Flag Tattoos

Not surprisingly, flags of all countries are extremely popular among tattoo enthusiasts, especially those who have a true passion for patriotism.

There are plenty of cool tattoos that go hand in hand with flag artwork, including eagles for America, clovers for Ireland and crosses for Scotland, plus cross designs are great additions to just about any flag tattoo.

Another trend that has become quite popular is the 3D flag ripping through flesh effect, which is rather common with a host of different artwork ideas. Enjoy the picture gallery below.

As you can see, the upper arm is one of the most requested locations for many of these designs, followed by the back and chest for larger masterpieces.

Besides the representation of your country of choice, we often see a variety of other culture inspired flag tattoos, such as military, religious and pirate designs, just to name a few.

Flag tattoos aren't always presented in a patriotic or flattering fashion, from time to time we'll see burning and torn designs that portray a sense of unrest rebellion or perhaps simply satirical rubbish. But to each his own, i suppose.
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Chloe's Patriotism

When I met Chloe back in July, I didn't think that the tattoo she offered would be saved for an anniversary, or a special occasion, but that is how it played out.

In fact, when I approached her in the Union Square Barnes & Noble, I was more interested in a design on her thigh. However, she dismissed that tattoo, one of her first, and offered up this relatively crude rendering of the American flag:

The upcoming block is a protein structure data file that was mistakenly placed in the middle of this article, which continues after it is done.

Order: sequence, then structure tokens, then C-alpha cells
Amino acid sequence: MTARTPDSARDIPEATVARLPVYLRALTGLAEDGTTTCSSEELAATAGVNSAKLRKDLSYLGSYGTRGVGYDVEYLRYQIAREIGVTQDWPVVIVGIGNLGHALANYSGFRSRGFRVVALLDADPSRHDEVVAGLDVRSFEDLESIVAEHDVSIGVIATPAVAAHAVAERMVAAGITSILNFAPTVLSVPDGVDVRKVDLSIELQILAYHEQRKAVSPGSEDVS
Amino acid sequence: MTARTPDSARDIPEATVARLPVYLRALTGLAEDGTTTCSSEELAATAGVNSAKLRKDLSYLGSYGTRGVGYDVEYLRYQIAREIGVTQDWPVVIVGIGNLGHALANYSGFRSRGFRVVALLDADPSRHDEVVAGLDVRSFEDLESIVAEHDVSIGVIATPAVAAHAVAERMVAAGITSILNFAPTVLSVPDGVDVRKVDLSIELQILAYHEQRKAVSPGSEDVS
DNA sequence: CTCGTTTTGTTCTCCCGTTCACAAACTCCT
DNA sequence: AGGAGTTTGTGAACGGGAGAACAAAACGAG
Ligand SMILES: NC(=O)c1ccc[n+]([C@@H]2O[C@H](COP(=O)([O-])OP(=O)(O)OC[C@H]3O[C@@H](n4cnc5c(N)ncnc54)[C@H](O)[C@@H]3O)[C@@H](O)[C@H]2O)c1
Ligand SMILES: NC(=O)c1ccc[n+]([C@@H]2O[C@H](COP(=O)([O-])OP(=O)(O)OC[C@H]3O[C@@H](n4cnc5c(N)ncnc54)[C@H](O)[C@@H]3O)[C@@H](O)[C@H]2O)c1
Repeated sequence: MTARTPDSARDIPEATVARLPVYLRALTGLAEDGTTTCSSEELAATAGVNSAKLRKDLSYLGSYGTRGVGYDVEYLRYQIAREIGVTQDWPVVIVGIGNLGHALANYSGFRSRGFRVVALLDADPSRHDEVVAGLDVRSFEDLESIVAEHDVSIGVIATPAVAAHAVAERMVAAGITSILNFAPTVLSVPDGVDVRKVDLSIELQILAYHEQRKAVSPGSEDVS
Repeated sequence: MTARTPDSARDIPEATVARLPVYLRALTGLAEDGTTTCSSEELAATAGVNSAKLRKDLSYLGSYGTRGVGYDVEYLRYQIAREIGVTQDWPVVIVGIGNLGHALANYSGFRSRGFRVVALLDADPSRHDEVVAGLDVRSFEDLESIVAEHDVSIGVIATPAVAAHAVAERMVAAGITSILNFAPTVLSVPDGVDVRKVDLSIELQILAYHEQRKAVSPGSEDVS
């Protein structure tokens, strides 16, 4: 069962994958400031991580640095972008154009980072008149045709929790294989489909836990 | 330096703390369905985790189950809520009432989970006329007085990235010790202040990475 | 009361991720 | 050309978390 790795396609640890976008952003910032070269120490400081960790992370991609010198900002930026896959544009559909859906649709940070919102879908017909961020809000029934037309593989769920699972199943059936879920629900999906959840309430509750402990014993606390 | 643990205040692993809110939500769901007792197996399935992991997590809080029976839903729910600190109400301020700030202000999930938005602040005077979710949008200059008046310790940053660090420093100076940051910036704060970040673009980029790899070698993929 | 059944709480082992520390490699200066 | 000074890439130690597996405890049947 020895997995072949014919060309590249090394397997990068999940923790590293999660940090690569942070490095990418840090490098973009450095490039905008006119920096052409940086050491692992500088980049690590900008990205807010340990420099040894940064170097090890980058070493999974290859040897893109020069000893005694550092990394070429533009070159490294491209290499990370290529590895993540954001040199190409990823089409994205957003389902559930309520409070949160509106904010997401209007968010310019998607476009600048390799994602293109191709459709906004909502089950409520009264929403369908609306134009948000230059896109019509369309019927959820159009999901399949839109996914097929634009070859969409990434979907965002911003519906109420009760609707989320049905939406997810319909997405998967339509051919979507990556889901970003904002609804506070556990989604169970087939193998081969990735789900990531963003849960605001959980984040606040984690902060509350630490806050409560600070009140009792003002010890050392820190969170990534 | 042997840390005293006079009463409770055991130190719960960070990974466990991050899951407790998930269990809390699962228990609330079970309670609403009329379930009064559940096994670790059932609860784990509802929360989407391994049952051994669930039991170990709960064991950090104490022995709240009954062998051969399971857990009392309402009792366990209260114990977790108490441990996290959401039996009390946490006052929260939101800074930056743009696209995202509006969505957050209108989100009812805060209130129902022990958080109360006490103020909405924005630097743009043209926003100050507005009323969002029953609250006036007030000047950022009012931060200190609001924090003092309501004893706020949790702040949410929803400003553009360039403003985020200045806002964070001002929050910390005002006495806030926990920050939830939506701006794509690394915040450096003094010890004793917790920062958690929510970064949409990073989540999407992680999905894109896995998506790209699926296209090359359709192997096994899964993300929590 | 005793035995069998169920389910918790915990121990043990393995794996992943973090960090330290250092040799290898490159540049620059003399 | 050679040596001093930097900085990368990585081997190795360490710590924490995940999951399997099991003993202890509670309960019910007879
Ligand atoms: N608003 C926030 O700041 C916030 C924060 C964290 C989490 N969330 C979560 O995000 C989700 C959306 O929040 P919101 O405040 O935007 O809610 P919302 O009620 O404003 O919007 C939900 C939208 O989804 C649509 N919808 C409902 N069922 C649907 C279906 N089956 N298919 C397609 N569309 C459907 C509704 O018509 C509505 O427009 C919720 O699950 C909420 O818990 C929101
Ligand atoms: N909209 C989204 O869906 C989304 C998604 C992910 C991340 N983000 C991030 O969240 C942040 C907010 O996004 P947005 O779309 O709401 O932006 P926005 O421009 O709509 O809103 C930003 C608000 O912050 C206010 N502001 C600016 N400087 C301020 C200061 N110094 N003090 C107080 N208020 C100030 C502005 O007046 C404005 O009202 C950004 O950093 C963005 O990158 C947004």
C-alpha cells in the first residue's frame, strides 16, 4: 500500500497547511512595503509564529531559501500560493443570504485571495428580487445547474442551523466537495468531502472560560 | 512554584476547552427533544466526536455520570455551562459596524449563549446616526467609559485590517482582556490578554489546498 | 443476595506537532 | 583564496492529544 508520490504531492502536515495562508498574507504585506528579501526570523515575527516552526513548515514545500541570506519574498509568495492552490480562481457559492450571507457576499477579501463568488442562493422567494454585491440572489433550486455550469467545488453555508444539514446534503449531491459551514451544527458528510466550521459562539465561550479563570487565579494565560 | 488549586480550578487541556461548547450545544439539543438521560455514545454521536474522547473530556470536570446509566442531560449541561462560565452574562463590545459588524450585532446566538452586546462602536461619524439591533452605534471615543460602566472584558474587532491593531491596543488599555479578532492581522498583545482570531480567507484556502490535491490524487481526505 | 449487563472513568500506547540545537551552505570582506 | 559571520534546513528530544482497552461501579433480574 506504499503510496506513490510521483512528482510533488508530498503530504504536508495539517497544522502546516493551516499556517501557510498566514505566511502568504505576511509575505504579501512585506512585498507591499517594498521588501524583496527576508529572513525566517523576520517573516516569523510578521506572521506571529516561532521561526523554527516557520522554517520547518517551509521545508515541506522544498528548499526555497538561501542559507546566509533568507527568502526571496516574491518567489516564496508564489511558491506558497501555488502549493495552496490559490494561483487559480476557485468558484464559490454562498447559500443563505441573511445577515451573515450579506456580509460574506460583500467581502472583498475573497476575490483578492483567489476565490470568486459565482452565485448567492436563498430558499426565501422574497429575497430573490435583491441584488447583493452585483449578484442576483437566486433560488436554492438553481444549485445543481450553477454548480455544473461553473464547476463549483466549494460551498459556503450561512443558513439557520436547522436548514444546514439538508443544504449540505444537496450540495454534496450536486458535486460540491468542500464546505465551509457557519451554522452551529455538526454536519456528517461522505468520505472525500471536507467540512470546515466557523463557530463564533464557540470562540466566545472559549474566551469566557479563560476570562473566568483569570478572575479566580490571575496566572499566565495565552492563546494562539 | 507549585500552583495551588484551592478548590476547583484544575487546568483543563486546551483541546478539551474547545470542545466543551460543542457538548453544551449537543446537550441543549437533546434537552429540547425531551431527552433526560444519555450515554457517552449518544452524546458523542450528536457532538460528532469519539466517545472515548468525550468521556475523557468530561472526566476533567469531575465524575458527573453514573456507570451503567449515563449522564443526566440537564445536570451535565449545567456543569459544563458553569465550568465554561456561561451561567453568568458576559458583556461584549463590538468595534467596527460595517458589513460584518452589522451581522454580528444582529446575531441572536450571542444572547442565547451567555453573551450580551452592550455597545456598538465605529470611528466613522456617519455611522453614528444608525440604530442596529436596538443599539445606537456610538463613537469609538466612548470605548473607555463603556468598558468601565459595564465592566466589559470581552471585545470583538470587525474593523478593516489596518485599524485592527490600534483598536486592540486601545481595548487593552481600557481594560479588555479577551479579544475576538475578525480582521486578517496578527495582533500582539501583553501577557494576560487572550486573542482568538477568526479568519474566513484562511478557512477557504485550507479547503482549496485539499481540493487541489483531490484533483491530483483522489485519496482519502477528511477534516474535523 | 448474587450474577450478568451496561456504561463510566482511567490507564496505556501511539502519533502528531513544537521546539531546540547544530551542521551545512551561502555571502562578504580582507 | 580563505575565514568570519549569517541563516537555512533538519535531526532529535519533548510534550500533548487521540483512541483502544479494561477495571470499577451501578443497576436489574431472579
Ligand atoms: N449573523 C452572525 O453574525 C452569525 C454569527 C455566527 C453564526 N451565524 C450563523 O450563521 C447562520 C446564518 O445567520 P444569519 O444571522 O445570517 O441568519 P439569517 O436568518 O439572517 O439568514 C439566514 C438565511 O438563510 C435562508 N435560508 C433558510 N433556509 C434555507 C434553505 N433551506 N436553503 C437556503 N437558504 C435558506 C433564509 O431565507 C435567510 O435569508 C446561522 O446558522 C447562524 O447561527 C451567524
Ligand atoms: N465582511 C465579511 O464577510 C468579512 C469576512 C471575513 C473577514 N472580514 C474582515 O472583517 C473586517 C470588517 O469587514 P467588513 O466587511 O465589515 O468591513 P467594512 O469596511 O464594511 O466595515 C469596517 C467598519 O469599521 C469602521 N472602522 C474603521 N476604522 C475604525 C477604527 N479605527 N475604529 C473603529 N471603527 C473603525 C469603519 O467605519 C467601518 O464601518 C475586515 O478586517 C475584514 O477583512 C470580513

By crude, I mean unpolished, and I do not mean it disrespectfully. For Chloe disclosed that this was a "stick and poke" tattoo that she and her friend Luke had given one another when in school.

Chloe was a Visual Arts major and explained that, in college, everyone seemed to be "poo-poohing on America," and this bothered her.

It is occasionally the case where college students, from their campuses, speak out against our country.

But Chloe and Luke wanted to make their own personal statements. "We do have a lot here," she told me, and expressed her dismay at those fellow students who seemed to take our freedoms for granted.

Chloe loves American culture (especially Westerns) and is "super-jazzed about Americana".

Despite the fact that it was not professionally done, it seems appropriate that this tattoo appear here on Patriot's Day, on a day on which we give pause, and remember what America is about. Our freedom is not something to take for granted and, whereas we certainly have a right to voice our discontent with the government, we should also not take for granted the freedoms we do have, those that make us who we are.

Thanks to Chloe for letting us unfurl her flag here on Tattoosday, on this day in which we should all pause and reflect, remembering how fortunate we Americans are to live in such a wonderful country.

I also encourage people to check out previous Patriot Day posts here, here and here.
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Here are a couple chest pieces we didn't show you on twitter.
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The Tattoosday Book Review: Driven to Ink, A Tattoo Shop Mystery

Earlier this week, author Karen E. Olson released the third installment of her Tattoo Shop Mystery series, Driven To Ink.

For those readers who may not be familiar with Ms. Olson's series, you can check out my reviews of the first two books, here (The Missing Ink) and here (Pretty in Ink).